Background: Findings of studies addressing outcomes of warrelated famine in non-Jewish populations in Europe during the Second World War (WWII) confirmed an association between prenatal/early life exposure to hunger and adult obesity, diabetes, hypertension, cardiovascular disease and the metabolic syndrome. Fetal programming was suggested as the explanatory mechanism. Objectives: To study the association between being born during WWII in Europe and physical long-term outcomes in child Holocaust survivors. Methods: We conducted a cross-sectional study on all Jewish Clalit Health Services (CHS) North District members born in 1940–1945 in Europe (‘exposed’, n=653) or in Israel to Europe-born parents (‘non-exposed’, n=433). Data on sociodemographic variables, medical diagnoses, medication procurement, laboratory tests and health services utilization were derived from the CHS computerized database and compared between the groups. Results: The exposed were significantly more likely than the non-exposed to present with dyslipidemia (81% vs. 72%, respectively), hypertension (67% vs. 53%), diabetes mellitus (41% vs. 28%), vascular disease (18% vs. 9%) and the metabolic syndrome (17% vs. 9%). The exposed also made lower use of health services but used anti-depressive agents more often compared to the non-exposed. In multivariate analyses, being born during WWII remained an independent risk marker for hypertension (OR = 1.52), diabetes mellitus (OR = 1.60), vascular disease (OR = 1.99) and the metabolic syndrome (OR = 2.14). Conclusions: The results of this cross-sectional study based on highly validated data identify a high risk group for chronic morbidity. A question regarding potential trans-generational effects that may impact the ‘second generation’ is also raised.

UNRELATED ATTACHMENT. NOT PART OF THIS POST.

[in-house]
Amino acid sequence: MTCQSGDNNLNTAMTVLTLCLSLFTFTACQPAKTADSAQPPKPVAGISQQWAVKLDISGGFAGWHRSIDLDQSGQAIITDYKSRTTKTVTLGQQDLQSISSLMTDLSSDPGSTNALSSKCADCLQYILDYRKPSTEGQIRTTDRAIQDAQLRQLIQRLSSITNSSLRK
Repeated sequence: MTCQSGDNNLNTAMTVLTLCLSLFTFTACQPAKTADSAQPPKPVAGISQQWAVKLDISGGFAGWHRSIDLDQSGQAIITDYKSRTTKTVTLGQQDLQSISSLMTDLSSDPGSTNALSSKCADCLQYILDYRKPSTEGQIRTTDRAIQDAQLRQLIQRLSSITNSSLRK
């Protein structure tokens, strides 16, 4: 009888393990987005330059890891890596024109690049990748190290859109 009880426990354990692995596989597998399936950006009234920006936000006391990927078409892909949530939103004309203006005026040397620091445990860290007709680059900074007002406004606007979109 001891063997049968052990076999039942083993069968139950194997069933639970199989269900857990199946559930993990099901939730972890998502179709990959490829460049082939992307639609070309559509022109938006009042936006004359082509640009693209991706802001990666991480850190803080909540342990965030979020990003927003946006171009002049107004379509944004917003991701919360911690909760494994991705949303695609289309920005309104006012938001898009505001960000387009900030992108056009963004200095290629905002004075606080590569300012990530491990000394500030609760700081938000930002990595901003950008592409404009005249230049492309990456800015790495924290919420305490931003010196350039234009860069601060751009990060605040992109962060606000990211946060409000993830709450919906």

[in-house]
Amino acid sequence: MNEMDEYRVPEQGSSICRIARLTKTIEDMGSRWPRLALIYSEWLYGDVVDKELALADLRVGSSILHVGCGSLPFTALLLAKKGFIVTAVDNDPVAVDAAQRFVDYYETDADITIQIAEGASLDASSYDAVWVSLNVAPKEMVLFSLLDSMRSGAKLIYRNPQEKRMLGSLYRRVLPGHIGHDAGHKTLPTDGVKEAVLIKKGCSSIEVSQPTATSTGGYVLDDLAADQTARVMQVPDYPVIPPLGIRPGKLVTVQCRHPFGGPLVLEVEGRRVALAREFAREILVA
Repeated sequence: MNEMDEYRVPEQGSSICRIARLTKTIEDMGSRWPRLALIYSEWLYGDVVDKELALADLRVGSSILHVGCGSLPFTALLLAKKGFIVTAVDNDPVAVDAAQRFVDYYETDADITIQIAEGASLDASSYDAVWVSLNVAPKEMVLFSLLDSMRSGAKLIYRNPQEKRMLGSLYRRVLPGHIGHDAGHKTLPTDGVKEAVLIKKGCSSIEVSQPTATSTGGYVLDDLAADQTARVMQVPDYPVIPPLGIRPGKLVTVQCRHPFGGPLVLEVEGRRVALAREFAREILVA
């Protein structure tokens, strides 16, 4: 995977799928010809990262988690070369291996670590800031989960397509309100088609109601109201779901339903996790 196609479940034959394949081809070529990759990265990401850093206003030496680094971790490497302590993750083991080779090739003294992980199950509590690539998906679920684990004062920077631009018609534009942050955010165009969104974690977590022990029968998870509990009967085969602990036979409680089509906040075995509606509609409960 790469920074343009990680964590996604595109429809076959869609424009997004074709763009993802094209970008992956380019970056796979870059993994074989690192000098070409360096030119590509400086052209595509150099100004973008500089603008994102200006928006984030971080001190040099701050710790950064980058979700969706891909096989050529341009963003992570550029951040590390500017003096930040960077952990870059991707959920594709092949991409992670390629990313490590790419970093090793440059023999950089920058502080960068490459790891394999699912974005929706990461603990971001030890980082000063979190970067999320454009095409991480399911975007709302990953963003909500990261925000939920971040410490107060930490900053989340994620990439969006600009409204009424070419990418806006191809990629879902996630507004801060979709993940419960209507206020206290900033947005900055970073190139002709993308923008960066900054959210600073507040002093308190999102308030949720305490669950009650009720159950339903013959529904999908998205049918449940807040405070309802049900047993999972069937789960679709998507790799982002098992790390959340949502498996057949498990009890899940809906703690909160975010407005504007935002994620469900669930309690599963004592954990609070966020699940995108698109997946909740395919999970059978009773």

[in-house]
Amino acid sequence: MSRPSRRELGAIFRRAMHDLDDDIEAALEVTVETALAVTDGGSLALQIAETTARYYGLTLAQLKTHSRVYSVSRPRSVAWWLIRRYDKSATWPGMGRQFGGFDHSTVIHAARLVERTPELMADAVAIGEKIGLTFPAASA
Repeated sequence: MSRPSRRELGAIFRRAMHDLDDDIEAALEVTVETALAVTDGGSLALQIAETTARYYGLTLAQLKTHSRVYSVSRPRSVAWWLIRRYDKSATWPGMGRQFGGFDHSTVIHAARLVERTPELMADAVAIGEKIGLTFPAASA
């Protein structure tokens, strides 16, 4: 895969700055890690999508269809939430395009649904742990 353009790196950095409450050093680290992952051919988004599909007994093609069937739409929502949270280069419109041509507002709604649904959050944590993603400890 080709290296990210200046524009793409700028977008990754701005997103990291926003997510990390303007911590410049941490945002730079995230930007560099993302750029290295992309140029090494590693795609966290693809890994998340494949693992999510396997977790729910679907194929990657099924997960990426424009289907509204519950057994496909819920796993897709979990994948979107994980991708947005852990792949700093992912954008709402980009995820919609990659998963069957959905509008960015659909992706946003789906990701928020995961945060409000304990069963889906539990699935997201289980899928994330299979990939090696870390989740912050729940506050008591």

|Number of pages||7|
|Journal||Israel Medical Association Journal|
|State||Published - 2015|
Bibliographical notePublisher Copyright:
© Israel Medical Association. All rights reserved.
- Health conditions
- Holocaust survivors
- Long-term effects
- World war II
ASJC Scopus subject areas
- Medicine (all)